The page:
Frogtown Park and Farm (St. Paul, Minnesota)

Photo: Allen Brisson-Smith

In a remarkably diverse corner of St. Paul, Frogtown residents celebrated the opening of a community park five years ago. The 12.7-acre site includes a five-acre organic farm (managed by a local nonprofit) and nature-based play area, truly transforming a neighborhood that once had the city’s lowest amount of green space per child. In winter, after a fresh snowfall, children flock to the park’s sledding hill, as well as the dormant vegetable fields, which make an ideal canvas for snow angels. We worked with the Amherst H. Wilder Foundation, many generous donors, and city and state agencies to secure the acreage and then transferred it to the city. [Explore our work in Minnesota.]

Swan Valley (Swan Lake, Montana)

Photo: Ted Wood

In northwestern Montana, the Swan Valley stretches from the Mission Mountains to the Bob Marshall Wilderness Complex—an expanse of lakes, ponds, marshes, and streams that together support a riot of wildlife, from mule deer to moose. Come winter, the landscape is swallowed by snow, and another mammal—the sled dog—takes center stage. A number of “mushers” operate businesses in the area, their teams of dogs pulling tourists over miles of terrain. Working with other conservation groups, we’ve protected thousands of acres in and around the Swan Valley. (The effort was part of the 310,000-acre Montana Legacy Project, one of the largest conservation undertakings in American history.) Among the dogsled tour operators in the area is Base Camp Bigfork. [Explore our work in Montana.]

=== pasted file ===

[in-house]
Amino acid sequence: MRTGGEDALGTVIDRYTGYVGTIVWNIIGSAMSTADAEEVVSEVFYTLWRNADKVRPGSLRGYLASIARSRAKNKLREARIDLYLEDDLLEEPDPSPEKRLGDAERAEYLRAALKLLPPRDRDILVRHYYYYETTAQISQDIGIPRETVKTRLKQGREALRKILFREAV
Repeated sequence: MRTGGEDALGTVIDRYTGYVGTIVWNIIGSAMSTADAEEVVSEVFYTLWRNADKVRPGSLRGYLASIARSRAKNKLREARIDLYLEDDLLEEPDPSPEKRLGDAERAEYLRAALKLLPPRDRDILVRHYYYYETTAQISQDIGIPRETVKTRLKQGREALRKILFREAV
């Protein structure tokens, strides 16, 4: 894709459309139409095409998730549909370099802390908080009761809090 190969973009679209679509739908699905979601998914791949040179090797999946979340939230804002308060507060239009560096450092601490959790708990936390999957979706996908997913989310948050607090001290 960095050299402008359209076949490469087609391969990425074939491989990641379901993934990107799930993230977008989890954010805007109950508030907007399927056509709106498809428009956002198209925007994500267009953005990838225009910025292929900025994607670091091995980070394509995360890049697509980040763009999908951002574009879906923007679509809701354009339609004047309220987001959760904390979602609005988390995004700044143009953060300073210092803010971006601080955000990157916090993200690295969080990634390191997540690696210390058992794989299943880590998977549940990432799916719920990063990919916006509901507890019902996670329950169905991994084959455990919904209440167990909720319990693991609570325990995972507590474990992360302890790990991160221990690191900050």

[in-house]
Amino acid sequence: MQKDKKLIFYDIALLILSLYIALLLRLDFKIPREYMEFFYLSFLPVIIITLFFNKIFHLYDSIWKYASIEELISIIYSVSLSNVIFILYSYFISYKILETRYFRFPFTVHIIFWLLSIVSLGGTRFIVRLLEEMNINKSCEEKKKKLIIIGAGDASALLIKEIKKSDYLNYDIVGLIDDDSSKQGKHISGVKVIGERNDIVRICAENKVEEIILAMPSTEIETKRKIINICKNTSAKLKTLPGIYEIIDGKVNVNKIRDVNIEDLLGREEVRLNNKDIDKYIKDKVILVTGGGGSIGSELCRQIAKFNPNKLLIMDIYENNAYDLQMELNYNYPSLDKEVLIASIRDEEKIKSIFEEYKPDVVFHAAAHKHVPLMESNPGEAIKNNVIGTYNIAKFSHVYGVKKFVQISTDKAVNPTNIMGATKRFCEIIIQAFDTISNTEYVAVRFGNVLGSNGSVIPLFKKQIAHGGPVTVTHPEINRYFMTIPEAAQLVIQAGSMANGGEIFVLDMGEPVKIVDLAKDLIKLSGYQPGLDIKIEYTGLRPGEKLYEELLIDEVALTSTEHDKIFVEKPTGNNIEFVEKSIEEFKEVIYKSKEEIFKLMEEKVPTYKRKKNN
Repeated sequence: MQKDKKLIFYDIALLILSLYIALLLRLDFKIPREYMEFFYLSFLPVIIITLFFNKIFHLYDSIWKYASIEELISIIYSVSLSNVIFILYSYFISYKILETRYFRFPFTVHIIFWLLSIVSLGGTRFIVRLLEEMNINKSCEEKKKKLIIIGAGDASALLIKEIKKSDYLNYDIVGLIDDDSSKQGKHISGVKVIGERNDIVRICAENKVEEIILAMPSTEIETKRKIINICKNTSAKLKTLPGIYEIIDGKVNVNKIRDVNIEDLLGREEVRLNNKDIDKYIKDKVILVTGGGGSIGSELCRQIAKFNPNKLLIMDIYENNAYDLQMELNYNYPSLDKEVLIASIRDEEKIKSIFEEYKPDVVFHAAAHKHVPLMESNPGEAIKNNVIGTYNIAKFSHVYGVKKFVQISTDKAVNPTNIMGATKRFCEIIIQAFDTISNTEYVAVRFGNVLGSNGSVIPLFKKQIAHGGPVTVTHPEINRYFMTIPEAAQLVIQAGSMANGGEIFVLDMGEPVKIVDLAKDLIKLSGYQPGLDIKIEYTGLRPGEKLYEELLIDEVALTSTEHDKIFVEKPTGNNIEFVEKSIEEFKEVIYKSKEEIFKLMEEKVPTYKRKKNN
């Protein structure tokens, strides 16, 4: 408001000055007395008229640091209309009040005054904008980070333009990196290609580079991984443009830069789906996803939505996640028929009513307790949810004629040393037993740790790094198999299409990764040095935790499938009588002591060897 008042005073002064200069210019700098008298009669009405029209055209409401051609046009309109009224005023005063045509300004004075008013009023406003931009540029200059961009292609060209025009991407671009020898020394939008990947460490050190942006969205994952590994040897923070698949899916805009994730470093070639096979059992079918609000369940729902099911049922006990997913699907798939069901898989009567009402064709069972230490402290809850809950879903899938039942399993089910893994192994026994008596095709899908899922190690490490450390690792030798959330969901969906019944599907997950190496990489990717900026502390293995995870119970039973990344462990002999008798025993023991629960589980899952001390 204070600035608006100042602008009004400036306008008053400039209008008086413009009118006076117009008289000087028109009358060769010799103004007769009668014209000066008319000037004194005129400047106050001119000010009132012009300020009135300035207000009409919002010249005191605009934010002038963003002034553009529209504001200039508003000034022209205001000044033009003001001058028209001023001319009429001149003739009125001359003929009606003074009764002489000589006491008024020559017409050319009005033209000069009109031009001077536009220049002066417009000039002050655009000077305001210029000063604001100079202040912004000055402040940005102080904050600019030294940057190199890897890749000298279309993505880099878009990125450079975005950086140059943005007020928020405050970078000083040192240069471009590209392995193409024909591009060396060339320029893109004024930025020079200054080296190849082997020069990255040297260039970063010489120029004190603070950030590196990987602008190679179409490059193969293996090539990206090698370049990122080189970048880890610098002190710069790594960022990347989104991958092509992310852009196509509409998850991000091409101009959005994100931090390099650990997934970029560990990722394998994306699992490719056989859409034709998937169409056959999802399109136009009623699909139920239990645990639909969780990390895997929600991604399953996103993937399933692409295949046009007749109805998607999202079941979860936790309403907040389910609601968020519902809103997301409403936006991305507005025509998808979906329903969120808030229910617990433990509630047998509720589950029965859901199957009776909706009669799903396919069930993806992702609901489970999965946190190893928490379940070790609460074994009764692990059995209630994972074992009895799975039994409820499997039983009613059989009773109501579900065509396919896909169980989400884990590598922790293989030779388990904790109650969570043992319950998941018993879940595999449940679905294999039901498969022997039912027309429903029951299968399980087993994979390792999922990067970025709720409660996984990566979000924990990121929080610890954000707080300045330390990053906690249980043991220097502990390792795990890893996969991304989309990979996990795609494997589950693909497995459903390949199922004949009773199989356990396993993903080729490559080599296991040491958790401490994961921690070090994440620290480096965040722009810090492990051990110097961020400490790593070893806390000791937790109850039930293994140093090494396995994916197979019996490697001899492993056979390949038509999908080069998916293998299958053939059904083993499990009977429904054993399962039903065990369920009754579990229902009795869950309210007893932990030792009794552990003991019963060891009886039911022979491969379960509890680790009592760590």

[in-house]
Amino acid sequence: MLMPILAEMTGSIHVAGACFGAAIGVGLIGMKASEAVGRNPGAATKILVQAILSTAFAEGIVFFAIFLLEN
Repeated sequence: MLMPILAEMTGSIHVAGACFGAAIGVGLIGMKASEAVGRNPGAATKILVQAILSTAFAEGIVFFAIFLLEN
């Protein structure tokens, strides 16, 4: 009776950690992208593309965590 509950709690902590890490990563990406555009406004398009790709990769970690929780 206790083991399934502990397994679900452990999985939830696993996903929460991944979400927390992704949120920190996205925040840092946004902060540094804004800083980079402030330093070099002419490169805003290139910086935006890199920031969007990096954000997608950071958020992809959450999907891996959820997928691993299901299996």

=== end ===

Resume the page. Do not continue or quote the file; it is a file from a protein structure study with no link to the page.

Saguaro National Park (Tucson, Arizona)

Photo: iStock

Looking for a place to escape the cold? Nothing evokes warmth like the American Southwest, where Saguaro National Park, with 190 miles of trails outside Tucson, beckons in every season. This time of year, temperatures range in the mid-60s during the day—perfect hiking weather. Snow does occasionally fall, however, providing an important water source for plants such as the giant saguaro cactus, which is endemic to the Sonoran Desert and can live up to 200 years. Snow-dusted saguaro cacti, with their outstretched “arms,” make a great photo op. Since 1993, we’ve protected over 2,237 acres in and around Saguaro National Park. [Explore our work in Arizona.]

Royal Gorge (Soda Springs, California)

Photo: David Galson

If cross-country skiing is your jam, there is no better place to click into a pair of Nordic skis than Royal Gorge. The largest cross-country ski area in North America, Royal Gorge has 87 miles of trails—many of them groomed—across 6,000 acres in the Sierra Nevada. The views of the northern Sierra are spectacular, but when you need a break, there are nine rustic warming huts. Equipment rentals and group lessons are also available. In 2012, we helped protect 3,000 acres of the property, which is now owned by the Truckee Donner Land Trust. [Explore our work in California.]

Feeling Inspired?

All of these places—and many more—are protected thanks to Trust for Public Land supporters. Join us in our mission to bring the profound benefits of equitable access to the outdoors to millions of people across America.